Published: 28th July 2020
The future of law in India: Why 94% believe research and analytics is the top skill a lawyer needs
The University has conducted a survey to ‘decode’ the next generation of legal professionals and the impact increasing digitisation will have on law practice in India
In a recent survey, it was found that 42 percent of law practitioners anticipate that 20 percent of their day to day legal work could be taken over by technology such as AI in the next 3 to 5 years. BML Munjal University (BMU) School of Law recently conducted this one-of-its-kind survey to find out what the next generation of law professionals perspective on the evolution of the legal environment in the country. Done in collaboration with Vahura, a legal search and consulting firm, the survey provides aspiring lawyers with all the information they need on the future of legal practice. The survey also highlights the skills gap in legal education and serves as an industry reckoner to inform curriculum choices for law schools.
The survey shortlist, in order of importance, the qualities that young lawyers should currently possess to be relevant and in demand. Research and analytics (94 percent) tops the charts, followed by attention to detail and a sharp eye for accuracy (93 percent), ability to work hard (71 percent), an openness to learn (72 percent) and oral and communication skills (88 percent). The respondents in the survey as mentioned earlier say they believe technology could greatly impact, influence and also take over many aspects of their jobs. Taking this into consideration, the respondents listed the following skills that young lawyers need to develop immediately - the top skill required would be one of understanding and anticipating client needs (81 percent), followed by tech proficiency (74 percent), commercial awareness (71 percent) and time management (57 percent).
The survey also asked its takers what amendments law schools can make to ensure that their students have all that it takes to tackle the changes structures and functioning of law firms. In this regard, the respondents listed the following - 76 percent say that law schools should have an emphasis on and provide students hands-on practical training in contract drafting, pleadings, and procedure and on building the fundamentals of law. 72 percent respondents cite the need to build skills in drafting and negotiation while 61 percent say that law schools should train students in legal tech to make them future ready. The survey also found that 42 percent respondents felt that there are enough law schools to cater to the market demand for lawyers, 30 percent still believe that there is always a place for top-quality law schools in the future as well and over 60 percent respondents believe that law schools in India are not keeping up with the changing environment.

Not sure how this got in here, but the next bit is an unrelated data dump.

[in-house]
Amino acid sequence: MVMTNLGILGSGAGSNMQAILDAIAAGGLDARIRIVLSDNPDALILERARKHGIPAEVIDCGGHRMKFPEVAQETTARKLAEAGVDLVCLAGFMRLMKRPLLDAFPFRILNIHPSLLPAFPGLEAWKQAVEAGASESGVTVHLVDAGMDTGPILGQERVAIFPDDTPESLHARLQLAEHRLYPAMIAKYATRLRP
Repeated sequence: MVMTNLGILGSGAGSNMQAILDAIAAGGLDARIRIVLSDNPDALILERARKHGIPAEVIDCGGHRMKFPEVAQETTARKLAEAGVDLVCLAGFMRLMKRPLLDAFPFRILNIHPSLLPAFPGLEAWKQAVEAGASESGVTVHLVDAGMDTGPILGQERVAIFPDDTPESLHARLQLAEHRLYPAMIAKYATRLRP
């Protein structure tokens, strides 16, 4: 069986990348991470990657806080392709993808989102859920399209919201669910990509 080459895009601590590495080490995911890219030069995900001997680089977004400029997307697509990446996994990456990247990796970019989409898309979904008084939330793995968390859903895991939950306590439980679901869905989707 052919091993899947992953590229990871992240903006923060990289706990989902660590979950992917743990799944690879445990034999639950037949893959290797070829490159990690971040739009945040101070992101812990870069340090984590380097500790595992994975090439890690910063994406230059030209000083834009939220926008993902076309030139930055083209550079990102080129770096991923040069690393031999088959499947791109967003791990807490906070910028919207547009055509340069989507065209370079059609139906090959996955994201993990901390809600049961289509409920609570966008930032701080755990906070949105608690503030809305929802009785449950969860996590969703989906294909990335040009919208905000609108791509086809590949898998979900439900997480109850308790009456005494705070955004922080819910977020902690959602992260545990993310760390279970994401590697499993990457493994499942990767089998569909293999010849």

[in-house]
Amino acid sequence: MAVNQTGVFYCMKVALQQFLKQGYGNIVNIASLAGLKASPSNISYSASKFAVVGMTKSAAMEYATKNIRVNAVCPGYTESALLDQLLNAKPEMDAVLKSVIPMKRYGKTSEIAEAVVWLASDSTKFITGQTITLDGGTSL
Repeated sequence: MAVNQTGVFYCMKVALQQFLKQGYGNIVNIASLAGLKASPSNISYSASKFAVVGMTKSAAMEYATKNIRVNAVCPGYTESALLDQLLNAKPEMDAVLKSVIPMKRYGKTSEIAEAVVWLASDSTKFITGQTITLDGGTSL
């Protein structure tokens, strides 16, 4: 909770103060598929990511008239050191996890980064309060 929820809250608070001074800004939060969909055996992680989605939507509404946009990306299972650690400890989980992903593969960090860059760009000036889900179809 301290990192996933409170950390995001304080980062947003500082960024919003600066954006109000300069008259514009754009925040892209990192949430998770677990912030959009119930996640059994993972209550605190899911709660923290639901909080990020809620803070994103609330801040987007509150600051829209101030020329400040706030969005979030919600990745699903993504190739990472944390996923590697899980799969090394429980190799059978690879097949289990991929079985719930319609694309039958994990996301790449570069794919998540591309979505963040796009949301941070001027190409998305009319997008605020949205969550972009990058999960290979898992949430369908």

Prof Nigam Nuggehalli, the Dean of School of Law at BML Munjal University has played an integral part in this survey, so we decided to sit down with him to find out what his hopes and expectations are for the future of law in India, why BML University decided to do this survey and how technology is going to impact the profession.
What was the idea/thought behind the survey, what does BML Munjal University (BMU) stand to achieve with this initiative?
BMU Law School, as an institution invested in imparting knowledge and skills that are relevant to legal practice, is interested in understanding the current state of legal practice and the kind of skills that are required of young lawyers today. This was the reason why we partnered with Vahura, a leading legal recruitment and consultancy firm, to survey more than 200 lawyers in various roles. We believe that law schools must be responsive to the changing needs of legal practice and we would like surveys such as these to inform our curriculum and pedagogical practices.
How does BMU’s School of Law fit into the overall vision of the university?